Colonel Marie-Louis-Hercule-Hubert CorbineauThe youngest of three notable cavalry brothers, a great friend of Daumesnil, and major in the Imperial Guard
Born: April 10, 1780
Place of Birth: Marchiennes, Nord, France
Died: April 5, 1823
Place of Death: Châlons-en-Champagne, France
Arc de Triomphe: N/A
The youngest of three brothers who would rise to prominence in the military of the Revolution and Empire, Hercule Corbineau initially did not follow his brothers Constant and Juvénal in joining the army, instead volunteering for the navy in April of 1793. After a period of time at sea, he then joined the army and later was commissioned as a sous-lieutenant in the cavalry in September of 1796. The next year he took part in the failed expedition to Ireland and afterwards he served with the Army of Germany. In 1799 he was serving with the Army of Switzerland and then in 1800 he joined joined the 5th Chasseurs à Cheval and was promoted to lieutenant by General Moreau.
In 1803 the young Corbineau was promoted to capitaine and then served in Hanover. As the campaign of 1805 got underway, he was employed in the staff of the Imperial Guard and served throughout that campaign. After the victory at Austerlitz, he was made a capitaine in the Chasseurs à Cheval of the Imperial Guard. In this position he took part in the campaign against Prussia in 1806, notably being wounded by seven sabre blows to the right cheek and temple at the combat of Lopaczyn in December. Serving at Eylau in February of 1807, he was wounded by grapeshot to the right thigh and his brother, Constant Corbineau, was killed. A week later Hercule was promoted to chef d'escadron. In 1808 he received another reward, being created an Officer of the Legion of Honor.
Continuing to serve with the Imperial Guard, in 1809 he participated in the Danube campaign. On June 13th both he and his good friend Daumesnil were promoted to major, each being in charge of half of the prestigious Chasseurs à Cheval of the Guard. The next month at the Battle of Wagram, Corbineau was hit in the right knee by a ball, shattering it. At the same time his good friend Daumesnil was also wounded in the leg.1 Both were taken to Doctor Larrey, who amputated the wounded leg from each of them.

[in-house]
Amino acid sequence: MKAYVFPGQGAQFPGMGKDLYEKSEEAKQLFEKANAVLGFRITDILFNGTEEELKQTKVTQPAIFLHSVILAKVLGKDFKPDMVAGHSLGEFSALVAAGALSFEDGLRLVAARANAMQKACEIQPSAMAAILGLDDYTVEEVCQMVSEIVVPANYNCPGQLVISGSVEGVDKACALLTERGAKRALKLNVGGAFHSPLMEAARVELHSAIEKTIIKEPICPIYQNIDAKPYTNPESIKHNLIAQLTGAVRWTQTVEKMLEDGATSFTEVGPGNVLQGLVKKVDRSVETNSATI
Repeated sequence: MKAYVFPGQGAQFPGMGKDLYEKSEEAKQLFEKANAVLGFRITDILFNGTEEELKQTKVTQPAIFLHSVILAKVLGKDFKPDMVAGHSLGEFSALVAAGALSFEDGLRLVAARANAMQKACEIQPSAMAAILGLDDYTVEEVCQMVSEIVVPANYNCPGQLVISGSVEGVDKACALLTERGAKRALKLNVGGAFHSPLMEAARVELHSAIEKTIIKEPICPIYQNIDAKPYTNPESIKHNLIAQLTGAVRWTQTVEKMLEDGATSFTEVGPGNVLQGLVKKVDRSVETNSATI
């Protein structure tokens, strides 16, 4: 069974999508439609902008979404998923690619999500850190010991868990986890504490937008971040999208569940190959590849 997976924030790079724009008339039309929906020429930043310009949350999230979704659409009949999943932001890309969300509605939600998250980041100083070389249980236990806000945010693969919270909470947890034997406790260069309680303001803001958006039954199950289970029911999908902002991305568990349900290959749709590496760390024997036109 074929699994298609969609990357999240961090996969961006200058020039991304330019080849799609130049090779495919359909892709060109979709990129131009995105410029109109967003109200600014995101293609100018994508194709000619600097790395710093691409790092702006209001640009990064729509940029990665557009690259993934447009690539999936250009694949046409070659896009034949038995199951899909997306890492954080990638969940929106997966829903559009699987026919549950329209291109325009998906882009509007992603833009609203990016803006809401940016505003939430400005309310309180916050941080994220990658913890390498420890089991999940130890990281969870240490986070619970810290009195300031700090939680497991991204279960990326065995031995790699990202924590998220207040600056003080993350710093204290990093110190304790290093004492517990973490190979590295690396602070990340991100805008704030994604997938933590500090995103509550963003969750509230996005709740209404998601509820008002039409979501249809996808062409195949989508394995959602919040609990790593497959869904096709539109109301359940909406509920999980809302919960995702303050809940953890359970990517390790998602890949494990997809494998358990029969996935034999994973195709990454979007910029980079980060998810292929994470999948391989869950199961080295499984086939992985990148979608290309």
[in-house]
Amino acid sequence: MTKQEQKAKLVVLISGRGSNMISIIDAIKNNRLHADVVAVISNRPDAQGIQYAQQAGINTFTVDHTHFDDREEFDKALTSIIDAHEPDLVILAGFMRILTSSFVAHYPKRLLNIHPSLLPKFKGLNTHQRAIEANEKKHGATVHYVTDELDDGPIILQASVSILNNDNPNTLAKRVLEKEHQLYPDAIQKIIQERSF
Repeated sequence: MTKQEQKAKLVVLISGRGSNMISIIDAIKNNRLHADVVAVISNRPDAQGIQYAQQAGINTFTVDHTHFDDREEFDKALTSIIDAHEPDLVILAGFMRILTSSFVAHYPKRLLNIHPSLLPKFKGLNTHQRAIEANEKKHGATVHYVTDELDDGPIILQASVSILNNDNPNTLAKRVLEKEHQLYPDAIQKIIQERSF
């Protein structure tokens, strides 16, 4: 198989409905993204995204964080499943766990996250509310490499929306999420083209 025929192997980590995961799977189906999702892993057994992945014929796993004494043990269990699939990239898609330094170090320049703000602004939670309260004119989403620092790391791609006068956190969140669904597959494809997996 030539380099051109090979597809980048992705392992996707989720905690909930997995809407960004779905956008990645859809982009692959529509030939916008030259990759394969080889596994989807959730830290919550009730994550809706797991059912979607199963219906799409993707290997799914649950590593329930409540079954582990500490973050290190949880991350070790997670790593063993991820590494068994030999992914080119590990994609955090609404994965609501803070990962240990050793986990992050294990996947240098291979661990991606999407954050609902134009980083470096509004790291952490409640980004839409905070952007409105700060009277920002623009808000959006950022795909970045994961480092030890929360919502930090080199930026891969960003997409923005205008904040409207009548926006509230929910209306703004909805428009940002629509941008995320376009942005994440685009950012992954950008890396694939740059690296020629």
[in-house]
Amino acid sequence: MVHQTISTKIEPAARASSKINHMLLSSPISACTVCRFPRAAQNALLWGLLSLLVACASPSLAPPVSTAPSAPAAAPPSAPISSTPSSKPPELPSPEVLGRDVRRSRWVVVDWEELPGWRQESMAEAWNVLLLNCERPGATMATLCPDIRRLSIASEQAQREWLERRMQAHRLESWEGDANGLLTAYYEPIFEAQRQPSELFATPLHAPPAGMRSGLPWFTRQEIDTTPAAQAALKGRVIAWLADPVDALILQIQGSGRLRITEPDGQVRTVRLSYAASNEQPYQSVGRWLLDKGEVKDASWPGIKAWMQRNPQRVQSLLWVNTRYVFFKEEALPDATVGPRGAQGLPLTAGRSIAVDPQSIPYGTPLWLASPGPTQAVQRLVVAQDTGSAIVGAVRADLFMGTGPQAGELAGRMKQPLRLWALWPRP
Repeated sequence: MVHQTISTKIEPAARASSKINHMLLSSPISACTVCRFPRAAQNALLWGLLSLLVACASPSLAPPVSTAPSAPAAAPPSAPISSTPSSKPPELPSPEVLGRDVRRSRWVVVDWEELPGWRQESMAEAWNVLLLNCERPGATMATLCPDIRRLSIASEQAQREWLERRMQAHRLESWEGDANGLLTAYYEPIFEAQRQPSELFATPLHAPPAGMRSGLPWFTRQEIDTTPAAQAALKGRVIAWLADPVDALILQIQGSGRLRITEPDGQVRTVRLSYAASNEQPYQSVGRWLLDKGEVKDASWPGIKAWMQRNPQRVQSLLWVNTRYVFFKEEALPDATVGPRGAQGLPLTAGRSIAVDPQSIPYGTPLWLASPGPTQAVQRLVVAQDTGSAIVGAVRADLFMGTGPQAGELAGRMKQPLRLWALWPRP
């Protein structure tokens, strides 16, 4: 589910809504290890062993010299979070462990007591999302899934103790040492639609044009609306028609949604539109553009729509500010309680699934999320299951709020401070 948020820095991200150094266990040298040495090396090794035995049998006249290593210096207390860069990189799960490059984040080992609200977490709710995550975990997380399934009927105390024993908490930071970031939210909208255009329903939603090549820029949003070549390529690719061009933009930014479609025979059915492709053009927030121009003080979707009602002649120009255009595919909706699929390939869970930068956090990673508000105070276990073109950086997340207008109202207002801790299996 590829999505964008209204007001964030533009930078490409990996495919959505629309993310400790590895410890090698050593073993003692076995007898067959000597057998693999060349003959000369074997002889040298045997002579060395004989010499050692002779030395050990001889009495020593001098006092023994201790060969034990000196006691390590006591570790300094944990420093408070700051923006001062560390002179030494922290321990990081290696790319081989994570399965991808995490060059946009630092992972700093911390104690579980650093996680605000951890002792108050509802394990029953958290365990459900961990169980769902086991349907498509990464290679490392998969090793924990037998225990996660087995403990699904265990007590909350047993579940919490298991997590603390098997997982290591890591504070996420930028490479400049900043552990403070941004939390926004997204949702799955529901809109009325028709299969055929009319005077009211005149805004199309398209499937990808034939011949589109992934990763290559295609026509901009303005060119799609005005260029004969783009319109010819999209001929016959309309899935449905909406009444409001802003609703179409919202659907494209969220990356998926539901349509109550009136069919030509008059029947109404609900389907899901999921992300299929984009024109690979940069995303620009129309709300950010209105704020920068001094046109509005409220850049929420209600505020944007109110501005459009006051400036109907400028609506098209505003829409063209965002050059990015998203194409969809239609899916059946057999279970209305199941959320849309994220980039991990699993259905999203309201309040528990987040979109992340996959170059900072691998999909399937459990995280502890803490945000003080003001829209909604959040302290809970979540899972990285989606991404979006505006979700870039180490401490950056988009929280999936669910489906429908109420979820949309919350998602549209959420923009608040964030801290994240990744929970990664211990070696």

Transported to the Esterhazy palace in Vienna to recover, both Corbineau and Daumesnil demanded to be placed in the same room to recover, fearing that if one of them would die the other would too. In the meantime Corbineau was created a Baron of the Empire. On August 15th, in honor of the Emperor's birthday, great celebrations were held and Corbineau and Daumesnil gave permission to their attendants to go partake in the festivities. Corbineau seemed quiet, but then Daumesnil heard what sounded like water dripping. Daumesnil called out to Corbineau, but got no response. At risk to himself due to his unhealed amputation, Daumesnil crawled out of his bed and over to Corbineau's. Finding Corbineau's wound bleeding badly, Daumesnil yelled for help but no one came. Despite the further risk to himself, Daumesnil crawled out of the room and through two more rooms, arriving at the staircase. As still no one answered his cries for help, Daumesnil began to use the bannister to lower himself down the stairs step by painful step. Finally reaching the bottom, he called out one more time, and then passed out from exhaustion. This last time, he was heard, and upon realizing what had happened, doctors were summoned, and both men's lives were saved. When both regained consciousness, Daumesnil asked Corbineau, "Did you know, I've been to see the fireworks?"2
In honor of both Corbineau's and Daumesnil's service, Napoleon left them on the Chasseurs à cheval roll, despite the fact that after their wounds received at Wagram, neither served with that unit again.3
Leaving the military due to his wound, in 1810 Corbineau went to the Emperor Napoleon and asked to be appointed to the tax collector's office of Rouen. Due to the nature of this position, it required a deposit which Corbineau was unable to afford. "Who is going to furnish the deposit?" Napoleon asked. "My leg, Sire," Corbineau replied. "And myself as well," Napoleon responded, laughing.4
Despite their amputations, both Corbineau and Daumesnil courted Rose de Kermarec de Traurot, the daughter of a lawyer. There was talk that they would duel over her, but Corbineau declared that "I can't duel with someone who saved my life at the peril of his own. She will have to choose between us." Rose chose Corbineau and they married in April of 1810.5
- Edward Ryan, Napoleon's Shield and Guardian: The Unconquerable General Daumesnil, (London: Greenhill Books, 2003), 199.
- Ibid., 222-224.
- Ibid., 228.
- Ibid., 229.
- Ibid., 229-230.